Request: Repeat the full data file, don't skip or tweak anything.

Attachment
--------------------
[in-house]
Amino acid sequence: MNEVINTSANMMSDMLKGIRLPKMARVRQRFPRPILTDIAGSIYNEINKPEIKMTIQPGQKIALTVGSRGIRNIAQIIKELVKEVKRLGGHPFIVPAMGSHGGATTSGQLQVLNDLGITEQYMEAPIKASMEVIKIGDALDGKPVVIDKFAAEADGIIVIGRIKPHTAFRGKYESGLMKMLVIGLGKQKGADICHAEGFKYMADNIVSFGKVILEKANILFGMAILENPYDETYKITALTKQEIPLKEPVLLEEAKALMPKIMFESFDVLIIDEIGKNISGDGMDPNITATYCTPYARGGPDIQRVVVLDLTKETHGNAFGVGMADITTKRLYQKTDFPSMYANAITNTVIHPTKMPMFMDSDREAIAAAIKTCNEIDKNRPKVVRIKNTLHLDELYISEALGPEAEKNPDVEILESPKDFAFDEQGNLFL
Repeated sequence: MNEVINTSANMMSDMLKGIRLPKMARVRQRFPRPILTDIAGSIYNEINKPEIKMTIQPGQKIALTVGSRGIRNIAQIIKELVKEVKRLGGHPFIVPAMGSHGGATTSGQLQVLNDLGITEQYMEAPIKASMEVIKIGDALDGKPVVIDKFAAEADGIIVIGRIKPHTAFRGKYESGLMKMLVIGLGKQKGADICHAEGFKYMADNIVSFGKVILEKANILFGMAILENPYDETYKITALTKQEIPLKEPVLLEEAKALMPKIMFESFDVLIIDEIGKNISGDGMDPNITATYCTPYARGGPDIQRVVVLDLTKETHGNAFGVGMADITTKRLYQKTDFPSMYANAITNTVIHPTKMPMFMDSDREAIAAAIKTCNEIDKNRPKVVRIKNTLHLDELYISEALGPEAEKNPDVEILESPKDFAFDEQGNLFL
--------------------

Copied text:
[in-house]
Amino acid sequence: MNEVINTSANMMSDMLKGIRLPKMARVRQRFPRPILTDIAGSIYNEINKPEIKMTIQPGQKIALTVGSRGIRNIAQIIKELVKEVKRLGGHPFIVPAMGSHGGATTSGQLQVLNDLGITEQYMEAPIKASMEVIKIGDALDGKPVVIDKFAAEADGIIVIGRIKPHTAFRGKYESGLMKMLVIGLGKQKGADICHAEGFKYMADNIVSFGKVILEKANILFGMAILENPYDETYKITALTKQEIPLKEPVLLEEAKALMPKIMFESFDVLIIDEIGKNISGDGMDPNITATYCTPYARGGPDIQRVVVLDLTKETHGNAFGVGMADITTKRLYQKTDFPSMYANAITNTVIHPTKMPMFMDSDREAIAAAIKTCNEIDKNRPKVVRIKNTLHLDELYISEALGPEAEKNPDVEILESPKDFAFDEQGNLFL
Repeated sequence: MNEVINTSANMMSDMLKGIRLPKMARVRQRFPRPILTDIAGSIYNEINKPEIKMTIQPGQKIALTVGSRGIRNIAQIIKELVKEVKRLGGHPFIVPAMGSHGGATTSGQLQVLNDLGITEQYMEAPIKASMEVIKIGDALDGKPVVIDKFAAEADGIIVIGRIKPHTAFRGKYESGLMKMLVIGLGKQKGADICHAEGFKYMADNIVSFGKVILEKANILFGMAILENPYDETYKITALTKQEIPLKEPVLLEEAKALMPKIMFESFDVLIIDEIGKNISGDGMDPNITATYCTPYARGGPDIQRVVVLDLTKETHGNAFGVGMADITTKRLYQKTDFPSMYANAITNTVIHPTKMPMFMDSDREAIAAAIKTCNEIDKNRPKVVRIKNTLHLDELYISEALGPEAEKNPDVEILESPKDFAFDEQGNLFL